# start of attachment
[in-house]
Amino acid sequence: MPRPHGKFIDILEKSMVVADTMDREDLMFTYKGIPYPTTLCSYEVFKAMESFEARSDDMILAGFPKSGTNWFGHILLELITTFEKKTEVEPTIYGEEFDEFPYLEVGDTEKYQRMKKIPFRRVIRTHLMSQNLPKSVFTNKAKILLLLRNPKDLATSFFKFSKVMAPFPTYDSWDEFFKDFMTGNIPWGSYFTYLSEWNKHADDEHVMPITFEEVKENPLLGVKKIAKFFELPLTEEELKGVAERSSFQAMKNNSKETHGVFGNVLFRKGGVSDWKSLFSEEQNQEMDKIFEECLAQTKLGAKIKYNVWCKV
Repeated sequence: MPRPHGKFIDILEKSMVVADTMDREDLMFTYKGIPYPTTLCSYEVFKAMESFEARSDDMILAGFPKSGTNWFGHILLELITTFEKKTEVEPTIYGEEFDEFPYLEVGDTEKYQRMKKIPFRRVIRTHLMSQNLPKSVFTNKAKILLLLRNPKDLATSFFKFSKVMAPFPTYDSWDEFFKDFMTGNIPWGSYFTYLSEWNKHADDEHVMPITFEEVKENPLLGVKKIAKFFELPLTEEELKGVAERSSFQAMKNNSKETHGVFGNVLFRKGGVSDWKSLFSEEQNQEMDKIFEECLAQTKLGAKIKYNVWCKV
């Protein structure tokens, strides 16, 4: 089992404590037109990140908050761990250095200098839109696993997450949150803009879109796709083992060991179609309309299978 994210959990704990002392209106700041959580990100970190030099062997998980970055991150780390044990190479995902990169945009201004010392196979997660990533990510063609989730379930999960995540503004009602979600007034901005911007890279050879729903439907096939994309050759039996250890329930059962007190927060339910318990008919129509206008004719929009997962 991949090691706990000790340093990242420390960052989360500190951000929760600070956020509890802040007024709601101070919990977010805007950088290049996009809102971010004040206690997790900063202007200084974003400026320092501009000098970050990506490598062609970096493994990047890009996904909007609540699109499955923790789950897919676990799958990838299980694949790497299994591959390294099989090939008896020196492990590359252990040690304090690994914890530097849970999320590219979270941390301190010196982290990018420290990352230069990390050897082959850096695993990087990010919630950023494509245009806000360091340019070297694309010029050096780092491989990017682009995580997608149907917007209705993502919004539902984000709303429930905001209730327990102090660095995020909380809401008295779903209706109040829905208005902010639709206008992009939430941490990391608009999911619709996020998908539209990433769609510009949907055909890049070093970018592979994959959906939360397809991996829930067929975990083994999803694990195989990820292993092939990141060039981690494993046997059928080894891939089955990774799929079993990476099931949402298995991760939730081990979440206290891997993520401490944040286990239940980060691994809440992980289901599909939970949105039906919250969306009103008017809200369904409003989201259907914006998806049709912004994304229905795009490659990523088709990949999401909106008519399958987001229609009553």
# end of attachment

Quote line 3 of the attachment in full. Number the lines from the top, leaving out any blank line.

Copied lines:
Repeated sequence: MPRPHGKFIDILEKSMVVADTMDREDLMFTYKGIPYPTTLCSYEVFKAMESFEARSDDMILAGFPKSGTNWFGHILLELITTFEKKTEVEPTIYGEEFDEFPYLEVGDTEKYQRMKKIPFRRVIRTHLMSQNLPKSVFTNKAKILLLLRNPKDLATSFFKFSKVMAPFPTYDSWDEFFKDFMTGNIPWGSYFTYLSEWNKHADDEHVMPITFEEVKENPLLGVKKIAKFFELPLTEEELKGVAERSSFQAMKNNSKETHGVFGNVLFRKGGVSDWKSLFSEEQNQEMDKIFEECLAQTKLGAKIKYNVWCKV